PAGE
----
Signifying Acts: Structure and Meaning in Everyday Life

Signifying Acts: Structure and Meaning in Everyday Life

Signifying Acts: Structure and Meaning in Everyday Life

Signifying Acts: Structure and Meaning in Everyday Life

Synopsis

The theme of Signifying Acts is that social acts are created by human agents engaging in signifying gestures and eliciting determined responses- from which flow a number of consequences. This theme is developed by a critical synthesis of various strands of early and contemporary thought in symbolism, meaning, language, and grammar. These strands have been classified as pragmatism and interactionism, structuralism and grammatical theory Perinbanayagam brings together for the first time the writings of G. H. Mead and his followers, who label their efforts "symbolic interactionism," and the recent developments in the philosophical and anthropological studies of mind and meaning. Through his wide-ranging analysis, he demonstrates the sociological relevance of Chomsky, Derrida, and Searle and particularizes their contributions to a more comprehensive theoretical framework. The interdisciplinary scope of his thesis recalls Ernest Becker's Birth and Death of Meaning,and his stylistic flair will stimulate readers at all levels of sophistication.

Excerpt

From time to time in the social sciences, amid the din and disarray of rival claims for one and another "true view" of our social world and our being in it, it falls to some few of rare intellectual vision to so entirely locate a theoretical tradition that the very act of location rekindles the same excitement and surge of wondrous possibility as must have animated the founders of the tradition. So it is in this work by R. S. Perinbanayagam. Signifying Acts now locates for sociology and social psychology (without perhaps even intending such as its first order of business) that tradition which has come to be known as symbolic interactionism. It does this in my estimation more tellingly than has any work since Herbert Blumer some fifteen years ago grouped a number of his essays into a volume by that name. This is not to deprecate the many fine books and articles which over this period have sought to explicate in whole or part the conceptual corpus of symbolic interactionism; it is to suggest that Perinbanayagam brings something special to the enterprise, which I trust I can in these few paragraphs indicate to the reader.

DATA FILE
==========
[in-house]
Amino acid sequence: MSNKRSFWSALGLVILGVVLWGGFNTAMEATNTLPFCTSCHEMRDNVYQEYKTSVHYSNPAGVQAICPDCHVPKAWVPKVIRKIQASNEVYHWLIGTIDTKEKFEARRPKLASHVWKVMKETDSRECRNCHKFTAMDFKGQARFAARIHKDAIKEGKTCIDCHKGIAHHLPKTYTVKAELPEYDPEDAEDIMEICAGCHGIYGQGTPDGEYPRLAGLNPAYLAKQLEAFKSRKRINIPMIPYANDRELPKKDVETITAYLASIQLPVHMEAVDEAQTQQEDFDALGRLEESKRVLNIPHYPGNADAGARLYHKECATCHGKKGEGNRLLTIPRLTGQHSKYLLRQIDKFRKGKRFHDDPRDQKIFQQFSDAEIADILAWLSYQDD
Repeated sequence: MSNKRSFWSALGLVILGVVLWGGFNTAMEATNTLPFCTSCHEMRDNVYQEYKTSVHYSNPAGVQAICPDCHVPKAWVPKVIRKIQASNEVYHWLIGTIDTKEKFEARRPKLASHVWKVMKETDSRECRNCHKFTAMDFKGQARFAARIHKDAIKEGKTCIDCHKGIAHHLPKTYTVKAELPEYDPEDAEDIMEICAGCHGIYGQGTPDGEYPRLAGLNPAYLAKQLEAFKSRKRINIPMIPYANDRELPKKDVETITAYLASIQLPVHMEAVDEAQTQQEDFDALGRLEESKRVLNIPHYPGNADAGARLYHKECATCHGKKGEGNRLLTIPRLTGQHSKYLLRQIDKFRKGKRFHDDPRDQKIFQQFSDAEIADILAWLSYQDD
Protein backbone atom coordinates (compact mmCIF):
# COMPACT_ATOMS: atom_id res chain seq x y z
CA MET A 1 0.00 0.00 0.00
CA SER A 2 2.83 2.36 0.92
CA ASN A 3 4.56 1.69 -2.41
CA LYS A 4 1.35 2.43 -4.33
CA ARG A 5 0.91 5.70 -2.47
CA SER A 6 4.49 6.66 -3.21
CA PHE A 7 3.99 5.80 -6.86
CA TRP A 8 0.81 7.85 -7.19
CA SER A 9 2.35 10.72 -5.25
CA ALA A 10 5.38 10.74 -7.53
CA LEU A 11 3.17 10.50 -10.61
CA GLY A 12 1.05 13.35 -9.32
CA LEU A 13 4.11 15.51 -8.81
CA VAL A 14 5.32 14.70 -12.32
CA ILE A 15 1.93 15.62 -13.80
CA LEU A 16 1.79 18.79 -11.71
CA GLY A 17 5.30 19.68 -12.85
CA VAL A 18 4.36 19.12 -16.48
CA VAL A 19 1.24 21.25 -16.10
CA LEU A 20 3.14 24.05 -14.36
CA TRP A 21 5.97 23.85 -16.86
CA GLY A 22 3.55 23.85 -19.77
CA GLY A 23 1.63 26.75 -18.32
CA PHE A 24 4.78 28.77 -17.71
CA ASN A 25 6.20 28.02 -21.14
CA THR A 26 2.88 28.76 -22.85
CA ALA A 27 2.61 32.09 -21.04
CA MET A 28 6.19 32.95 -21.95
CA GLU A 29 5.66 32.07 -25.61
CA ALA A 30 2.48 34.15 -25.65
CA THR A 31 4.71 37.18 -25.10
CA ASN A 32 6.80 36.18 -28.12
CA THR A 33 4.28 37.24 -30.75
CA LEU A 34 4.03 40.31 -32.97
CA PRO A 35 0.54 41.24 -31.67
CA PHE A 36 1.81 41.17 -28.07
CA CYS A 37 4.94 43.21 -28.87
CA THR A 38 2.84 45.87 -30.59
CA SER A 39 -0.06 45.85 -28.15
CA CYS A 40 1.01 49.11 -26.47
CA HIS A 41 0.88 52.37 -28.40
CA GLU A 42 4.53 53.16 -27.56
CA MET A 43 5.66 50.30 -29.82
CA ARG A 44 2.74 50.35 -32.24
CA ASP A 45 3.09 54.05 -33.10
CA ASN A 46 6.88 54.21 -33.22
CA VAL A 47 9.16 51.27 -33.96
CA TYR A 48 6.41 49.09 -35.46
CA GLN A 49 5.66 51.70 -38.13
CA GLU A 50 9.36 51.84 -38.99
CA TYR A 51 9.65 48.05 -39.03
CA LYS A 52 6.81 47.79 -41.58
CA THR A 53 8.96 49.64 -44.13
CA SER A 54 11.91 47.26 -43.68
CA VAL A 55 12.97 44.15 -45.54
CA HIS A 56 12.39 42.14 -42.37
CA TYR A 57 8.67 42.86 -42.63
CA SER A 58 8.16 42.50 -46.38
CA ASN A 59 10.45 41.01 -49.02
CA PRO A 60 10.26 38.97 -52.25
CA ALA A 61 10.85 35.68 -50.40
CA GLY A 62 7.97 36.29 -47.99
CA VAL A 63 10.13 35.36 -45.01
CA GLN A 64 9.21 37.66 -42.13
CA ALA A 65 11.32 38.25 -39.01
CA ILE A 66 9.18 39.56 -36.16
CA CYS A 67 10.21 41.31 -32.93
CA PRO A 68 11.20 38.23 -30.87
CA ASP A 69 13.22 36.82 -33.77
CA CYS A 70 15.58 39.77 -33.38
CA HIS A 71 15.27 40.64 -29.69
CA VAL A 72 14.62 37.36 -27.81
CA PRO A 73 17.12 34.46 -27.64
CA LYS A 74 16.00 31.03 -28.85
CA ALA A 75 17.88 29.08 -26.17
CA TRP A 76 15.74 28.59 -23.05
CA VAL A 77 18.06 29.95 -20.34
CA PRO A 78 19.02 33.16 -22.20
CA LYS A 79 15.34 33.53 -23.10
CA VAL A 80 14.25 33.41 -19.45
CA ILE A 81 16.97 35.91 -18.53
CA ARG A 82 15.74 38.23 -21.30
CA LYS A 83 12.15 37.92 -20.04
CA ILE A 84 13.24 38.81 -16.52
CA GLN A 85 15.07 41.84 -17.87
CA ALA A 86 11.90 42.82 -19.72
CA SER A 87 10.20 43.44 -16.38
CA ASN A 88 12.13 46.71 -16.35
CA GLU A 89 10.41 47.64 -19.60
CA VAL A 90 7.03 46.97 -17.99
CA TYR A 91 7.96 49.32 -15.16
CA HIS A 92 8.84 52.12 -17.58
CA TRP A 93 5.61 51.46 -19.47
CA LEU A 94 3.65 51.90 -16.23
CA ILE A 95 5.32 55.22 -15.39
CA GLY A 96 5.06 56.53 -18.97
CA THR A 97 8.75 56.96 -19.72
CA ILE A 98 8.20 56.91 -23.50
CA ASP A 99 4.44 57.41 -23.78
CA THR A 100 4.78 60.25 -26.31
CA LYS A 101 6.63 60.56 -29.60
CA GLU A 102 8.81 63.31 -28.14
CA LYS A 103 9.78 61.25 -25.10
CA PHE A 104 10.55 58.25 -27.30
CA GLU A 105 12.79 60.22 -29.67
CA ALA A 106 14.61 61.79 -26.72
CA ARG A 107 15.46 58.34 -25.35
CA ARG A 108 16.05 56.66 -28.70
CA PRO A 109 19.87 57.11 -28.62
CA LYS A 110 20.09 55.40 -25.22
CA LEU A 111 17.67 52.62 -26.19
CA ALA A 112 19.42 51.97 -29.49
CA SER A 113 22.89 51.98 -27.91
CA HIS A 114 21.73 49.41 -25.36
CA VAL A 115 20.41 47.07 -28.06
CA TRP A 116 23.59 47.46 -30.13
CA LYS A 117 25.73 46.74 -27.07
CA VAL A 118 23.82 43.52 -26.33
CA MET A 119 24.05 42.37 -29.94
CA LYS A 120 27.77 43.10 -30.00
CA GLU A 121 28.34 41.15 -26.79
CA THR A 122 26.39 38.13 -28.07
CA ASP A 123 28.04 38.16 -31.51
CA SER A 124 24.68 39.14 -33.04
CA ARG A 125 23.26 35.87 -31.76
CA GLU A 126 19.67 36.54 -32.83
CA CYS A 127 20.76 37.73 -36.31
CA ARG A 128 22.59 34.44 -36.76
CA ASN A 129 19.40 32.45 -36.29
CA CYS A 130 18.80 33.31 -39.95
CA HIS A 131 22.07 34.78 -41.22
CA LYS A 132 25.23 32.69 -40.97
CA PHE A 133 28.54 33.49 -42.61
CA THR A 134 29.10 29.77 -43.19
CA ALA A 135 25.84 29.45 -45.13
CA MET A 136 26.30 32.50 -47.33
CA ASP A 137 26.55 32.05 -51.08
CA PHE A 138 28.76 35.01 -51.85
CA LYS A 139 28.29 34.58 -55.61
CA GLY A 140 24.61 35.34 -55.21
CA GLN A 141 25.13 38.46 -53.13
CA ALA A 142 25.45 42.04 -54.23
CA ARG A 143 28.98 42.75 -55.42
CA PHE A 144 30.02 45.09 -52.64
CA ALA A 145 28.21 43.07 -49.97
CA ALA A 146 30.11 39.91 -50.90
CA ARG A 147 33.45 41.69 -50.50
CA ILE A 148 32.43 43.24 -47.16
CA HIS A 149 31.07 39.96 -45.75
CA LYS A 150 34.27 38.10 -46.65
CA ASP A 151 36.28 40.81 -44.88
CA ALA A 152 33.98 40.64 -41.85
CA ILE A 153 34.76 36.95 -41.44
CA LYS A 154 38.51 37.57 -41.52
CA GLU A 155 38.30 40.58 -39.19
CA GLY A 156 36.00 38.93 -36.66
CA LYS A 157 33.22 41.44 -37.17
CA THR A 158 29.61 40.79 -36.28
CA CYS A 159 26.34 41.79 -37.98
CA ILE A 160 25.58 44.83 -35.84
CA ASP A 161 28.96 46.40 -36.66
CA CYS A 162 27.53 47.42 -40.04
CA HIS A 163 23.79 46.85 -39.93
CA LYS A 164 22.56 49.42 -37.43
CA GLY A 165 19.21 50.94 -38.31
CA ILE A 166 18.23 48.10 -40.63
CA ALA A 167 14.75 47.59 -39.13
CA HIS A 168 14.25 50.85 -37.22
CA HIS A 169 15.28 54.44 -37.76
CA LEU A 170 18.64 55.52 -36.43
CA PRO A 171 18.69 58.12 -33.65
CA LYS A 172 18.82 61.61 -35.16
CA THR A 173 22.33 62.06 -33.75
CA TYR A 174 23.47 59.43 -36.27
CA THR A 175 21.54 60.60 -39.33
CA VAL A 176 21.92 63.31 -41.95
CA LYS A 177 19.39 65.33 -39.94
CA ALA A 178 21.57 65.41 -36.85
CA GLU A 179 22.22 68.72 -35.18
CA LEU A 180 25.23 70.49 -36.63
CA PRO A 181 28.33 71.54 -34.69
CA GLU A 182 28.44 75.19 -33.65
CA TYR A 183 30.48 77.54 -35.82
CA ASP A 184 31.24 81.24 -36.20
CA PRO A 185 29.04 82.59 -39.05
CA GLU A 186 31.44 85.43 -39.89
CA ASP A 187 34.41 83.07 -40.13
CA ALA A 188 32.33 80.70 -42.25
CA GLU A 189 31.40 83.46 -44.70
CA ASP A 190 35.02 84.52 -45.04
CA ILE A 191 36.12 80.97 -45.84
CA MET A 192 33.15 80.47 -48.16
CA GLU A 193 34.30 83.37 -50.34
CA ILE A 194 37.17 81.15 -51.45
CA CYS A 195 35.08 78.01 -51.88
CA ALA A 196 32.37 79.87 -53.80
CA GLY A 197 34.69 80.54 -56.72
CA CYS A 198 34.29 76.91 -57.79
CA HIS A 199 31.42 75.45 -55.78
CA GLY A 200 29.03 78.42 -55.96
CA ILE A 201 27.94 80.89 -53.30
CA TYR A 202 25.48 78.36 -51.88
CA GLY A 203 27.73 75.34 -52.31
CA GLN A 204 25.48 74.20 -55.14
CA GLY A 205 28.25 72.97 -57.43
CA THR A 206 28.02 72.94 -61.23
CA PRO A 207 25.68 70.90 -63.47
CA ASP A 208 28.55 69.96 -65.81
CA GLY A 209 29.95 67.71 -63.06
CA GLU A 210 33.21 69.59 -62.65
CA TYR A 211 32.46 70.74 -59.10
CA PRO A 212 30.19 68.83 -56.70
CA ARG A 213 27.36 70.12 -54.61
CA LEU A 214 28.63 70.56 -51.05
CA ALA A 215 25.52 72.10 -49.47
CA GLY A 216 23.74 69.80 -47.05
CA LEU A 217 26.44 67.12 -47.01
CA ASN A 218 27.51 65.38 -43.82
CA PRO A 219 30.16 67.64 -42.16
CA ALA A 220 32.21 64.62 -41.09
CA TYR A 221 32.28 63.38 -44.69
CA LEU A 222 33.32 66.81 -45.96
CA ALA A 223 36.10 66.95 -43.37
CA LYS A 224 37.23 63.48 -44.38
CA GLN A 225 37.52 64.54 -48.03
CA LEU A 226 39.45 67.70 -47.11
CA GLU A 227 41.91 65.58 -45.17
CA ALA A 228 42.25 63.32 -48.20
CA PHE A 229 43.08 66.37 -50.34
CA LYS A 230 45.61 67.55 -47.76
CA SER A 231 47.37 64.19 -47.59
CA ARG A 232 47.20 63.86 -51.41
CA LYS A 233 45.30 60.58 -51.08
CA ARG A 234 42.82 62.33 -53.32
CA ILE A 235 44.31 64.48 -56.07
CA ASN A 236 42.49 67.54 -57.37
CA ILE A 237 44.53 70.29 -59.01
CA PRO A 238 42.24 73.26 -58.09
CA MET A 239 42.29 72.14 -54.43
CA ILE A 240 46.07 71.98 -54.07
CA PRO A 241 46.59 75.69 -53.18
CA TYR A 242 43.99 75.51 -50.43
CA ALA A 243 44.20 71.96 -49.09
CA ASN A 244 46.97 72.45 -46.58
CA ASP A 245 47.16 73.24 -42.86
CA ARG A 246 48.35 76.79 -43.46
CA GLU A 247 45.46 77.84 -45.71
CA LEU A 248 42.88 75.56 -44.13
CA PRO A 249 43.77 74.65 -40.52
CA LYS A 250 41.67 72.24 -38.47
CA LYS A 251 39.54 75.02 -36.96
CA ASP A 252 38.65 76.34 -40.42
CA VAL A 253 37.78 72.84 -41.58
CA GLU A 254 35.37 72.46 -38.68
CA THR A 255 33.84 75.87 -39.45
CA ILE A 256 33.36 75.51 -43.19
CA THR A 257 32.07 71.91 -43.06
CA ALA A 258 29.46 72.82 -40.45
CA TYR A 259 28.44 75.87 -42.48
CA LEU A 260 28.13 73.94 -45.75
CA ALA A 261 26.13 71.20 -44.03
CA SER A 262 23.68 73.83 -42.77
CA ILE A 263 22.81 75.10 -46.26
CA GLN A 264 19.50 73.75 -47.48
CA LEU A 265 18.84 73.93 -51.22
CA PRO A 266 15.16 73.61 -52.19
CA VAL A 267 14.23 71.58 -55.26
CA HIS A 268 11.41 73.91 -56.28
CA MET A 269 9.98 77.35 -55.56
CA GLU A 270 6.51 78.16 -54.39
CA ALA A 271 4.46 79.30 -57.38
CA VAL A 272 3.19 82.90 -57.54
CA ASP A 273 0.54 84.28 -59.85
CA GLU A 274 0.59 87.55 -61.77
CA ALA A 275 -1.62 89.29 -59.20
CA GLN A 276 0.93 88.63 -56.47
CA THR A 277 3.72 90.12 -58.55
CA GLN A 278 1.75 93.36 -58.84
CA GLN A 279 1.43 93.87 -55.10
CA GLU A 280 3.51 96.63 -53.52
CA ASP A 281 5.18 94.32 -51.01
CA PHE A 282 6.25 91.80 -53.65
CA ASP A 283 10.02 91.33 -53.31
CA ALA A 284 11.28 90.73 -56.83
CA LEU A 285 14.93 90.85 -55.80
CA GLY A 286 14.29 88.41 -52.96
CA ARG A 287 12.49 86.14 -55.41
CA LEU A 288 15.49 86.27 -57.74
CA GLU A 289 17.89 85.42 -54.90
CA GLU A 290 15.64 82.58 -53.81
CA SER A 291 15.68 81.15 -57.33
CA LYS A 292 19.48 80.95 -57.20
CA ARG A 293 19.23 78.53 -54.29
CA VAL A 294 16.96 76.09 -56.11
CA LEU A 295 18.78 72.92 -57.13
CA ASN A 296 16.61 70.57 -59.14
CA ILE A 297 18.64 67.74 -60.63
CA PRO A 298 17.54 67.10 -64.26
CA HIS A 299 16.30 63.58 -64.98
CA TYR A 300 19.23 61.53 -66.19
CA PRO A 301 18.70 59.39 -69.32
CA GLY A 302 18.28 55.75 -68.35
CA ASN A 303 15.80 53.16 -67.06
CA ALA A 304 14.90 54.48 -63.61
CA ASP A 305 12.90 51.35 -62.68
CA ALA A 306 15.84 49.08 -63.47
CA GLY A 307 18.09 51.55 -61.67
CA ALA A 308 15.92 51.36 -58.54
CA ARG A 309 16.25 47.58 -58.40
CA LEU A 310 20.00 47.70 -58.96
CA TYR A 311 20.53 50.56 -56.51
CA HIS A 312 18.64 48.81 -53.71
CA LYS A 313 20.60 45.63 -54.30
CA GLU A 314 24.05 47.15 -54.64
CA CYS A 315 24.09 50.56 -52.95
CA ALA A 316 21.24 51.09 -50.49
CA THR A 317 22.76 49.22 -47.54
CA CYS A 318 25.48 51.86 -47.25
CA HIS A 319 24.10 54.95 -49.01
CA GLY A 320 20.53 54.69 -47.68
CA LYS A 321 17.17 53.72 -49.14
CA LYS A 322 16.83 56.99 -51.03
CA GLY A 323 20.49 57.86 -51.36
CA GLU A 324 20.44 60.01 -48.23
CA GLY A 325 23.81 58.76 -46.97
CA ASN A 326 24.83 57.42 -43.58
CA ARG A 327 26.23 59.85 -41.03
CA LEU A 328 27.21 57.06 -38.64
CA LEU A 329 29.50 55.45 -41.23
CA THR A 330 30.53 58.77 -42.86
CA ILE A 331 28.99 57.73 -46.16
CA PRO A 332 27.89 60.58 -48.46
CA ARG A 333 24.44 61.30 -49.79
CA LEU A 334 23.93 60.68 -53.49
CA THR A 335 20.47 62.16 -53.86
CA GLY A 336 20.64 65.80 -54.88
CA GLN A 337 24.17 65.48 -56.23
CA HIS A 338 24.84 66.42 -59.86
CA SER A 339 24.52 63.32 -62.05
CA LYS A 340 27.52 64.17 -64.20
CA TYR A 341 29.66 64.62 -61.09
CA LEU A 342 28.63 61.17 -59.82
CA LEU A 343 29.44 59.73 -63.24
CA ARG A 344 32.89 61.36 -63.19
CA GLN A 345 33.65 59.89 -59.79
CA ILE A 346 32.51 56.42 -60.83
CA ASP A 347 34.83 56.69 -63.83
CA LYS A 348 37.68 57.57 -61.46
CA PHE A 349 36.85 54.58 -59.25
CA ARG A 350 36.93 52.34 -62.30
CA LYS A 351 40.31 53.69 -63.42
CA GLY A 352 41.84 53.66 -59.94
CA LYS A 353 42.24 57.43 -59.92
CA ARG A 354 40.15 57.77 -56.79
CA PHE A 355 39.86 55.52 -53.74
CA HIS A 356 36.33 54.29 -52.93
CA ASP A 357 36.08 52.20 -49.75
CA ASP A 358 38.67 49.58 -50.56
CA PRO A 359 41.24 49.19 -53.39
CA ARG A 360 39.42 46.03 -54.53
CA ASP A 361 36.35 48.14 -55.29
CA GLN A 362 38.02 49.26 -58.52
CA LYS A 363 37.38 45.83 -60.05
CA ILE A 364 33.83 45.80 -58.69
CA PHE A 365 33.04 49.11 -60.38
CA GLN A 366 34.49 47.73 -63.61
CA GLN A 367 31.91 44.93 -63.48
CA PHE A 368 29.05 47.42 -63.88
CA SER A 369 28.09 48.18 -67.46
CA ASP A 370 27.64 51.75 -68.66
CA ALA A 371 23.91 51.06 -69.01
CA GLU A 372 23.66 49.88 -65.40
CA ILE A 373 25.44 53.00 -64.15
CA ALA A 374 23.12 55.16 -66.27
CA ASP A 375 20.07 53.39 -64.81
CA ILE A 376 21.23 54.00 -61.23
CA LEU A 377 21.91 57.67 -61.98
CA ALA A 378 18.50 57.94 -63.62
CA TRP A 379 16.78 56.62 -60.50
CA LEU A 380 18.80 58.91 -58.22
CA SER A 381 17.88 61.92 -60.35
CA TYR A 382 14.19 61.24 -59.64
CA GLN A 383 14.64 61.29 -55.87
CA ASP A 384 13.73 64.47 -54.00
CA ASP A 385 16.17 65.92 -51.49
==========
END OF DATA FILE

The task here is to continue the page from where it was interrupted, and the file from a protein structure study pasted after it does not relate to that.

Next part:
When I say Perinbanayagam newly locates the tradition of symbolic interactionism for us, I mean more than that he produces a full and faithful representation of the provenance, development, and contemporary cast of the tradition, although this he does, as have some others before him, superbly. Witness, for example, the appositeness with which throughout this work, in one connection or another, he calls on the founding formulations of Charles S. Peirce, William James, John Dewey, and, more penetratingly than any commentator I have read, George Herbert Mead. (Mead for Perinbanayagam, as for most symbolic interactionists, is the capstone of the tradition, that place in time between the two world wars when the diverse insights of a humanistically inclined, yet empirically mindful, social psychology which had been hov-

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